Here you might find a sprinkle of 4000sf modern colonials built amongst some 50-60 year old homes and a few hundred year old homes all mixed together. Hardly the typical suburb with an HOA...another rarity in this state.

And if you were to tell me that Manchester is a planned community in the shadow of Hartford I would say you don't know your history.
 
Old 05-11-2007, 10:59 AM
 
Location: Hartford County
106 posts, read 252,663 times
Reputation: 80
One of the biggest differences between some of New England and the "new" South area that is booming is the sense of history. In these booming areas everything is new and cookie cutter. When you go to say the Mystic area of CT you can feel the history and get a sense of what it was like for a whaler in 1877 to go out to sea. People change, clothing changes, technical advances and some businesses come and go but otherwise everything is old. This is a good thing to me because I like to be around a sense of tradition. Hopefully it will not be overly developed in the future.

I was in Newport RI this weekend and it was anything but cookie cutter. A rich history is there and you feel it with every step... that is when you're walking off the insane food you just ate because the restaurants are awesome.

When I've gone to Florida and South Carolina I did not get this sense of history, but I was in the more developed population boom areas and I'm sure if I went to say a Charleston SC I would feel what I feel in some of CT, MA and RI.
 
Old 05-11-2007, 04:35 PM
 
Location: Connecticut
556 posts, read 1,463,807 times
Reputation: 235
Quote:
Originally Posted by JViello View Post
But there are really no master planned communities, no stamped out sub divisions that run into one another, no highway loop around a city core that feeds those subdivisions...every road to them is not a divided blvd lined with strip malls and I really can't think of a gated community in this state even in Greenwich.

Here you might find a sprinkle of 4000sf modern colonials built amongst some 50-60 year old homes and a few hundred year old homes all mixed together.
I can think of many gated communities in Greenwich, Stamford, Ridgefield, Danbury, Middlebury, Woodbridge, Oxford, Trumbull, Darien, New Fairfield, Westport, etc.

You don't think CT has stripmalls? Who are you trying to kid?? LOL! Have you been down the Berlin Turnpike, Boston Post Road, Newtown & Federal Roads in Danbury, most of Waterbury, Derby, Ansonia, Fairfield and New Milford? Even when driving along state roads such as Rt 63 or Rt 7, strip malls are the norm. Coming from someone who lives in Manchester, I would think you'd see this daily.

If you drive around some thriving communities (such as Southbury or Brookfield) many of the new homes are all the same, with just 2 or 3 housing styles. Don't get me wrong, they're beautiful, but every home is cookie cutter. It's not only in NC. I also see it in Canton, Burlington, Derby, Monroe, New Milford and Thomaston.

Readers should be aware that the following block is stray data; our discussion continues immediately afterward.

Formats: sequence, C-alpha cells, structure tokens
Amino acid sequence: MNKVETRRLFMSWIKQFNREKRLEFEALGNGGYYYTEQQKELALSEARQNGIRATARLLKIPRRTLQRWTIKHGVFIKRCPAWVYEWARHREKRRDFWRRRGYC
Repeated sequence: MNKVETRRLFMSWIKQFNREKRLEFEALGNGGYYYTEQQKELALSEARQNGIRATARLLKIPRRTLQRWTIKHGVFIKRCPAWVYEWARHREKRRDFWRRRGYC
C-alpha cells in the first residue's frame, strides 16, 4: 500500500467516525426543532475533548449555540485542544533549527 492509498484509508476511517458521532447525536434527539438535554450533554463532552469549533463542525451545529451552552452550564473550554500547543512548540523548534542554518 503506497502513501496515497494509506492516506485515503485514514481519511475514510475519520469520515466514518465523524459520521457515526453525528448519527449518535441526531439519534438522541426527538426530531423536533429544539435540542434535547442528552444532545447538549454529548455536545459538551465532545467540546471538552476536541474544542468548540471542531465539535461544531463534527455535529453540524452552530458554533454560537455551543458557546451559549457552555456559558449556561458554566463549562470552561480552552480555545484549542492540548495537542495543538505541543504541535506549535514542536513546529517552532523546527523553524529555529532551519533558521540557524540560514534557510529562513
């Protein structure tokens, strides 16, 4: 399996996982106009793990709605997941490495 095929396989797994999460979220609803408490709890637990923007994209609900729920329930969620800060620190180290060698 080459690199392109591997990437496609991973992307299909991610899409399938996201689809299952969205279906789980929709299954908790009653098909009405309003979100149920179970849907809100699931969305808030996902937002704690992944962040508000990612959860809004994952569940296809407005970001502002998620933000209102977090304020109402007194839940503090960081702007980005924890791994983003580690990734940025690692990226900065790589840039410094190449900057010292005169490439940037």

Quote:
Originally Posted by JViello View Post
And if you were to tell me that Manchester is a planned community in the shadow of Hartford I would say you don't know your history.
I just read much of the posts and I don't think anybody said this.

Also when discussing sports, this thread is a CT or NC thread. You can't say CT is more involved with sports because of the Patriots (based in MA) or the Red Sox (also in MA). CT has no professional sports teams so to even begin to say that sports are a part of CT itself is just untrue. UCONN basketball is about as big as it gets.

Last edited by jeremeyk482; 05-11-2007 at 05:14 PM..
 
Old 05-11-2007, 05:03 PM
 
Location: Cheshire, Conn.
2,102 posts, read 5,155,022 times
Reputation: 499
Quote:
Originally Posted by jeremeyk482 View Post
You don't think CT has stripmalls? Who are you trying to kid?? LOL! Have you been down the Berlin Turnpike, Boston Post Road, Newtown & Federal Roads in Danbury, most of Waterbury, Derby, Ansonia, Fairfield and New Milford? Even when driving along state roads such as Rt 63 or Rt 7, strip malls are the norm. Coming from someone who lives in Manchester, I would think you'd see this daily.
Looking at it from this angle, it makes sense that these strip malls are located where 75 percent of the state's population is located. Being from New York state, I noticed the same thing in Poughkeepsie (Route 9), Jefferson Valley (Route 202), and Carmel (Route 6), etc.

As a result, I never sensed that much of a difference among Connecticut (Hartford, New Haven, and Fairfield Counties), downstate New York, or northern New Jersey.

With that being said, I was always at a loss when I'd hear, "Connecticut is typically New England."

To this day, I don't see how based on the parts of Connecticut to which I've been exposed. Having been to Massachusetts, Rhode Island, Vermont, and New Hampshire, I still think that Connecticut resembles New York or New Jersey more.
 
Old 05-11-2007, 05:03 PM
 
Location: Hartford County
106 posts, read 252,663 times
Reputation: 80
I'm with ya JeremyK and Rich Lee. Been trying to say that in a round about way but I always get hammered by posters that seem to live right by a lighthouse and have season tickets to the Bushnell or something.

The topic that makes me cringe the most is when people speak highly of Hartford as a city to people from other states who haven't a clue. People can quote statistics and name restaurants but the average native CT person knows that Hartford is not the city of the future and wouldn't go into it if it didn't have the area's only major medical center.
 
Old 05-11-2007, 05:05 PM
 
Location: Cheshire, Conn.
2,102 posts, read 5,155,022 times
Reputation: 499
Quote:
Originally Posted by jensen beach gal View Post
Im originally from NY
NYS or NYC?